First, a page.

A courteous electronic telephone menu still greets callers who dial the number of the moshav hotel in the northern community of Nir Etzion. If one choose the extension for the switchboard, a polite message asks the caller to leave a message on the voice mail.
That's because the popular mehadrin certified religious hotel, located slightly south of Haifa, may no longer exist. Certainly most of the structures in the community are "badly burned," according to Israel Police spokesman Mickey Rosenfeld.
The same devastation was seen in Kibbutz Beit Oren, Rosenfeld told Israel National News Friday afternoon just prior to the start of the Sabbath. However, he added, "everyone has somewhere to be for tonight, and local authorities are coordinating their care."
Much of Nir Etzion, located atop Mount Carmel, went up in flames around noon Friday when the raging inferno that ignited Thursday morning on the Carmel mountain reached the small but thriving resort community.
Police fought desperately with residents who had resolutely returned to their homes against the orders of security personnel after being evacuated the night before.
The cooperative community was established in 1950 by the survivors of Kibbutz Kfar Etzion, which fell into the hands of Jordan during Israel's 1948 War of Independence. Nir Etzion is home to some 80 member and resident households. The community owns a large food factory which provides thousands of meals to industrial factories and companies throughout the country. It also specializes in agriculture, and has a dairy farm and a poultry coop.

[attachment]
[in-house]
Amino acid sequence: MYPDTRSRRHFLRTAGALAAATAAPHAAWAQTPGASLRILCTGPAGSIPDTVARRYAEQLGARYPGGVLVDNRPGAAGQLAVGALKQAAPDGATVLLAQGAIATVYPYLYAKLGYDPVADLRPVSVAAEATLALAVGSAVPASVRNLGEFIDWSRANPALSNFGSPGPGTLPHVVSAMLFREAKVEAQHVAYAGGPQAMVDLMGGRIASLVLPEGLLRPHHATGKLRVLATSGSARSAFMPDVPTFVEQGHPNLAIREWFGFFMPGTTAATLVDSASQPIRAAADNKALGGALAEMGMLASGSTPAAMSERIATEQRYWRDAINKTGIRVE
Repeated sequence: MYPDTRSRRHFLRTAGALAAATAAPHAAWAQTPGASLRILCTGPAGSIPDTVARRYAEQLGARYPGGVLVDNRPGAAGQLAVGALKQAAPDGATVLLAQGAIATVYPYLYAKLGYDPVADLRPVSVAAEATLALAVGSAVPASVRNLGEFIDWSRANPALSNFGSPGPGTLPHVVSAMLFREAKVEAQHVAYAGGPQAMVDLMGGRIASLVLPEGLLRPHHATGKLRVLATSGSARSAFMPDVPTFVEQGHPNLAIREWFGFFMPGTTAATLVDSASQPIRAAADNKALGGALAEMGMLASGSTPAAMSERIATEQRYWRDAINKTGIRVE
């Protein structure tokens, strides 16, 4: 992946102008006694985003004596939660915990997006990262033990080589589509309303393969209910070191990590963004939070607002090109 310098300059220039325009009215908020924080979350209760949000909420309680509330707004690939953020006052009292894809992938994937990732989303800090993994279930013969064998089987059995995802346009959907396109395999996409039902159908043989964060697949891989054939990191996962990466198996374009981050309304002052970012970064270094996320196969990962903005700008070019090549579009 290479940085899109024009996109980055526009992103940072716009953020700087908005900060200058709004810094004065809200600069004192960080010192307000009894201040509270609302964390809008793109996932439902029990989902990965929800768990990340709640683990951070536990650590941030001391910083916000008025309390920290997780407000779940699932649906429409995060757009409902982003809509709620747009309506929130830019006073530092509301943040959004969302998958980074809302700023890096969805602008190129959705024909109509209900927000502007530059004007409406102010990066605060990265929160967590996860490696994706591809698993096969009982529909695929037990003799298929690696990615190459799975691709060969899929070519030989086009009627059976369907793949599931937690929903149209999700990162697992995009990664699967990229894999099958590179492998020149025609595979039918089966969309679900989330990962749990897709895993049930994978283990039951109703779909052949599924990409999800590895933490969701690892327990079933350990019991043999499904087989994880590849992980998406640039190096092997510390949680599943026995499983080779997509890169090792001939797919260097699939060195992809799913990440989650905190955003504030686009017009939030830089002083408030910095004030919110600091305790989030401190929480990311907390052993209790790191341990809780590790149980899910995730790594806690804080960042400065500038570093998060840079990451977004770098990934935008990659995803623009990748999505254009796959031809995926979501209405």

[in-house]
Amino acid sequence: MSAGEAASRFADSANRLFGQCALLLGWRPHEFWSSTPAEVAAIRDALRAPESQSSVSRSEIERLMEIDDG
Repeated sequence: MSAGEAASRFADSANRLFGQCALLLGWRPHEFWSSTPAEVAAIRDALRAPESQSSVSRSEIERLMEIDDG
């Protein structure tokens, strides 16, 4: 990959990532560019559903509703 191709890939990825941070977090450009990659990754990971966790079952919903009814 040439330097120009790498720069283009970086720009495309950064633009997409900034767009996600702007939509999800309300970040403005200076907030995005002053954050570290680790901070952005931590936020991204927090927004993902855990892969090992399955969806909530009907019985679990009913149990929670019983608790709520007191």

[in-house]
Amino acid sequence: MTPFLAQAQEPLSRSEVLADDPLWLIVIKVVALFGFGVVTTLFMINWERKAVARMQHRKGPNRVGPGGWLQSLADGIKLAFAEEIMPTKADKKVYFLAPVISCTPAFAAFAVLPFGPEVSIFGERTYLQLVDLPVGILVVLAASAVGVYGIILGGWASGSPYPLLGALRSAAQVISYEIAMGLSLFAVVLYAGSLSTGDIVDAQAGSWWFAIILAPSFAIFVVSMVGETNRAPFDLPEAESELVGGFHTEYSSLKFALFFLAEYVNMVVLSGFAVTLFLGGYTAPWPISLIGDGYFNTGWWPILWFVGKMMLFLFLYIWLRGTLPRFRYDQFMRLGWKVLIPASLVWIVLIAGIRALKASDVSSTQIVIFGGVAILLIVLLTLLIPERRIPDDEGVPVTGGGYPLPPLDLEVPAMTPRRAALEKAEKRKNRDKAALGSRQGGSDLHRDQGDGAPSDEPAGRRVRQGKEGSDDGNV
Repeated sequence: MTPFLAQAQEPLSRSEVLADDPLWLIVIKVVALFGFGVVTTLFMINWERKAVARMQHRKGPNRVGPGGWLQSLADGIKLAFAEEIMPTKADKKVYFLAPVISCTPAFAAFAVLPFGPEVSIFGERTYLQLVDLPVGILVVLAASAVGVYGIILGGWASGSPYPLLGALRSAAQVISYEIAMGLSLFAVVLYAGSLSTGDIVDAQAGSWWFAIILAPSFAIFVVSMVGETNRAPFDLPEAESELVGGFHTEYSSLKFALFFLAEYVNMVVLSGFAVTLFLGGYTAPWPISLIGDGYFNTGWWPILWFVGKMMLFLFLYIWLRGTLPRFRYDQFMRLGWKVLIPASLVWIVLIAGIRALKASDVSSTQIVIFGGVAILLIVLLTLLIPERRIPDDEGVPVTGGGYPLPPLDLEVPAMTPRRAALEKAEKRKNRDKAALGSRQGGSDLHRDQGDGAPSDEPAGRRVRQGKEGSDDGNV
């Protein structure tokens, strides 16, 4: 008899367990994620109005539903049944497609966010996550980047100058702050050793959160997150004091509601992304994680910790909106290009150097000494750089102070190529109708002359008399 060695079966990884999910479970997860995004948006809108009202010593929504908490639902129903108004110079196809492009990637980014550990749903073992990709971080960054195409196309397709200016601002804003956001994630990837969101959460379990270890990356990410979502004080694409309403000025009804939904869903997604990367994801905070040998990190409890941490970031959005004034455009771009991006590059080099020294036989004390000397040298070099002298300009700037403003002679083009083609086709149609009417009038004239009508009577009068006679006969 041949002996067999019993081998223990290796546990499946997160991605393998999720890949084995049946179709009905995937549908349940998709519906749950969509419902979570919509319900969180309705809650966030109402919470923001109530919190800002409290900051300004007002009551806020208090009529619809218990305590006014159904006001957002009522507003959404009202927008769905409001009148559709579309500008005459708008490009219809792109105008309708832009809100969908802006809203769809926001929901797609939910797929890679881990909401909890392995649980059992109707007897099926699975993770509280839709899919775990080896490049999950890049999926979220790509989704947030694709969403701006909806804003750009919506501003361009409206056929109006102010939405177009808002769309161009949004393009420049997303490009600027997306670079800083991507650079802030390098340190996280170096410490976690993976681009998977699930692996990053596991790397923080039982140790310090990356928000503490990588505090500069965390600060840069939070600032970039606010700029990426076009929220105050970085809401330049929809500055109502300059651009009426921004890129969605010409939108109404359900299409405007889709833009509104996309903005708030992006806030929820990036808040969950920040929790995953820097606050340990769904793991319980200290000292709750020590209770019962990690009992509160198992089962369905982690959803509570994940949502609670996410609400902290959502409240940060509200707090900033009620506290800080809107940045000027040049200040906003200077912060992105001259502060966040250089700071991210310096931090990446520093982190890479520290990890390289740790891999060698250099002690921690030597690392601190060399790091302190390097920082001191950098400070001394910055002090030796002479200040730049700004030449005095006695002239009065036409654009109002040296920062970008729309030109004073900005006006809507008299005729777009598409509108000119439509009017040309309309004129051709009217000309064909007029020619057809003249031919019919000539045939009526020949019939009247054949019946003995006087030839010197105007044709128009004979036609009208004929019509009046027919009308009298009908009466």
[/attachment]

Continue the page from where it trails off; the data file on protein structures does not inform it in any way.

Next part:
A similar tragic scene, involving a struggle between residents who didn't want to leave and police who insisted on taking them to safety, took place at Kibbutz Beit Oren. There, too, some residents quietly stole back into their homes after having been evacuated on Thursday.
Police were equally persistent, returning to both communities and threatening to forcibly evacuate residents if necessary – and in some cases, it was.
Firefighters continued Friday afternoon to also battle flames in the area between the Druze villages of Ussefiya and Daliya, as well as the entrance to Ussefiya, the Na'aman Junction, and Chai Bar. The artists' village of Ein Hod, located close to Nir Etzion, was one of the first to be consumed by the flames on Thursday.
The blaze in Kiryat Tivon was brought under control sometime after 1:00 p.m., according to Public Security Minister Yitzchak Aharonovitch. In addition, the flames that threatened Tirat HaCarmel and the Haifa suburb of Denya have been brought under control as well.
Nevertheless, the fire continues to rage in much of the forest around the city. “We are not sending fire crews into the forest, because this is too dangerous,” explained Aharonovitch. “The focus is on planes. We have Israeli and foreign planes dousing the flames and we need more planes.”
Eight foreign planes, three helicopters, three fire trucks and some 150 foreign firefighters had arrived in Israel by Friday noon. Due to the strong winds the blaze spread rapidly, making it necessary to evacuate some 13,000 people from their homes.
According to the Jewish National Fund, by Friday more than 20,000 dunams of forest lands had been destroyed by the fire. Routes 2 and 4 were closed locally for much of the day, effectively sealing off access to the north from the rest of the country. Route 2 was later reopened to traffic.
Rosenfeld said the official death toll was 41 confirmed dead, including Israel Prison Service cadets, two police officers and a volunteer firefighter. Three others remain in critical condition at Rambam Medical Center in Haifa, including the city's Police Chief, Deputy Commander Ahuva Tomer.
Hotline for affected families: 08-977-5717
Lev Echad Hotline for volunteers: 02-675-5150 for instructions, 02-675-5185
(NOTE: Police ask volunteers NOT to approach the fire zones under any circumstances.)
Hotline for immigrant residents of the north who need assistance: 1-255-081-010